In fact, Big Hero 6 is easily one of the most gorgeous animated movies I’ve ever seen, with the technical expertise to match July’s bar-setting How To Train Your Dragon 2. The level of detail of the world is nothing short of astounding, and the city of San Fransokyo where the movie is set combines Eastern and Western sensibilities to create a place that’s familiar and new at the same time. It’s clear that the animators of the movie have just as much reverence for Japanese animation as they do American, and the blending of the two just feels right. As with Dragon, this movie doesn’t shy away from stylized characters and exaggerated futuristic spectacle, even while some elements appear photo-realistic.
Back to Baymax, who loses some of his charm once Hiro makes him a cool suit of armor and wings, allowing Hiro to fly around on his back (kind of like another pair of animated heroes…) In any case, the action forks the movie away from the masterful humor that Baymax brings to the first half. Before all this superhero stuff really gets going, there’s a good stretch that’s just Hiro and Baymax interacting. These are easily the film’s best moments and some of the best comedy of the year. When Baymax is low on energy, he acts drunk. There’s no way a single soul in the theater I was in didn’t completely crack up during that scene, though the reasons for laughter varied with age.
But really, the movie would be better off if it was “Big Hero 2”. When it’s just the two of them, also effectively cements a relationship which becomes incredibly heartfelt later on, especially since Baymax represents a lot more to Hiro than just a robotic nurse. The emotional content is part Wall-E and part The Iron Giant, but it manages to feel fresh nonetheless. The other four heroes may add some energy to the mix, but ultimately they just make a lot of noise and distract from the duo at the core of the film.
Like Disney Animation Studio’s last movie, Frozen — and how did I not mention Frozen until now? — Big Hero 6 embraces some pretty progressive themes. It tackles our modern relationship with technology without vilifying it. At the start of the movie, Hiro builds robots to battle for illegal cash, and he beats a much older opponent while controlling the robot like it was a video game he’s memorized a million time; one might see this as an old-fashioned condemnation of ‘screen-obsessed youth’. But very soon after, the movie completely and happily subverts that expectation by painting technology as a tool for endless creativity with unlimited opportunities to make the world a better place. The movie smartly points out that while technology can be destructive, it can also make us feel better not just physically, but emotionally. It all depends on what we do with technology, not what technology is doing to us.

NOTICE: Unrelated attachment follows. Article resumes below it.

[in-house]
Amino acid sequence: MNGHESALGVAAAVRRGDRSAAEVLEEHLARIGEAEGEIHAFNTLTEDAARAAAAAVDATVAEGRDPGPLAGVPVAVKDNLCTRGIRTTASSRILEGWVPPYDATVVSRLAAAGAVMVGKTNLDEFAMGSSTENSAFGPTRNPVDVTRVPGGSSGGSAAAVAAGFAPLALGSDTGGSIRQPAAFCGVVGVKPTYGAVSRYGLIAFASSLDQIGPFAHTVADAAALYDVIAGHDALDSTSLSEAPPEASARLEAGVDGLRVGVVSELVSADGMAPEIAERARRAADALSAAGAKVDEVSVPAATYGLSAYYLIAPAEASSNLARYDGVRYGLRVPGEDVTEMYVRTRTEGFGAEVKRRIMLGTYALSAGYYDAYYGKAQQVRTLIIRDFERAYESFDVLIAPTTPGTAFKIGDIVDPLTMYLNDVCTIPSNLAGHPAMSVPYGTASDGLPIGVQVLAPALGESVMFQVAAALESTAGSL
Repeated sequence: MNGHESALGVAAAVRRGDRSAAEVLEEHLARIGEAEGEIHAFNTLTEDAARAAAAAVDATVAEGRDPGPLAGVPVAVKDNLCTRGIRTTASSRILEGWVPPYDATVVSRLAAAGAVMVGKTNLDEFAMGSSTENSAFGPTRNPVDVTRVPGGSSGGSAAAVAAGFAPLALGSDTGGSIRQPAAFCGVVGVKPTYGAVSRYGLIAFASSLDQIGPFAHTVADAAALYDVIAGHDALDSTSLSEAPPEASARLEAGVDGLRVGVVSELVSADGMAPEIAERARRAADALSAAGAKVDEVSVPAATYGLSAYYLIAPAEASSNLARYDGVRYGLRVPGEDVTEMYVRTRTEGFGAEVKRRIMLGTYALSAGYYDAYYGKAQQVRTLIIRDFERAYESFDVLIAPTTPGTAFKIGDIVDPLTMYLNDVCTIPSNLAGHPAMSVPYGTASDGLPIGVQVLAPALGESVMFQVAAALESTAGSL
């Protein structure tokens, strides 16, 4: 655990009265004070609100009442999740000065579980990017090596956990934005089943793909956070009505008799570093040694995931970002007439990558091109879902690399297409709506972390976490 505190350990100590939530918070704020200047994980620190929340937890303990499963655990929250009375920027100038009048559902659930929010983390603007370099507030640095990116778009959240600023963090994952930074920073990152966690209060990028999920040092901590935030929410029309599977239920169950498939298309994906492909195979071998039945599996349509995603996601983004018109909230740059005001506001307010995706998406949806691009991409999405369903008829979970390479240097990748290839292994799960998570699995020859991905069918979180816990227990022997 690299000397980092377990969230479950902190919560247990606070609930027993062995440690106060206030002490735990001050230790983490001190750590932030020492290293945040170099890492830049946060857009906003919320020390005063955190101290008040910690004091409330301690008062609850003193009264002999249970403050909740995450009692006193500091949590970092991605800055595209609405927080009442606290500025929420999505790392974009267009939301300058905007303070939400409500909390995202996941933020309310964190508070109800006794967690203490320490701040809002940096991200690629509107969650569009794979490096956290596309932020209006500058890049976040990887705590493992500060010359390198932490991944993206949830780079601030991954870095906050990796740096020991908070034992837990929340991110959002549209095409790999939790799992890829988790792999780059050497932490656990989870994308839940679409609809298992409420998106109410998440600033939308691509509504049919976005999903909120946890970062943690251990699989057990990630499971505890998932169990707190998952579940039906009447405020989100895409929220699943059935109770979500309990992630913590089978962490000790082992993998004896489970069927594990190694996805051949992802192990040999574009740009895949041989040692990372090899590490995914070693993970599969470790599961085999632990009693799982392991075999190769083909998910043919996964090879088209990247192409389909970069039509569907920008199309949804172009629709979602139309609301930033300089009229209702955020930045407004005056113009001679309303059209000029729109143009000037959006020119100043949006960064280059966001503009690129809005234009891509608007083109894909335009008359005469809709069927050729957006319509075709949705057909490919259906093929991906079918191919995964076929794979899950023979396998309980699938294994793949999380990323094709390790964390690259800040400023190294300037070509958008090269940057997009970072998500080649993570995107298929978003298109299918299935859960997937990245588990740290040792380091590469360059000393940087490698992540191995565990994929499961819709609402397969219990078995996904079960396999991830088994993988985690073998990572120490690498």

Without a Pixar movie this year, Disney Animation Studios moves even further into its sister company’s territory. Big Hero 6 is another entry into what is now indisputably a second Renaissance for the studio. A great accomplishment considering it couldn’t seem to find its footing after 2D animation came crashing down around them. With stunning, imaginative animation, a great sense of humor, smart and timely subject matter, and a good dose of heart, it’s almost easy to forgive Big Hero 6 when it becomes yet another predictable superhero narrative with a kid-friendly skin.
And Baymax makes it even easier. Now where can I order one?
Score: 4 out of 5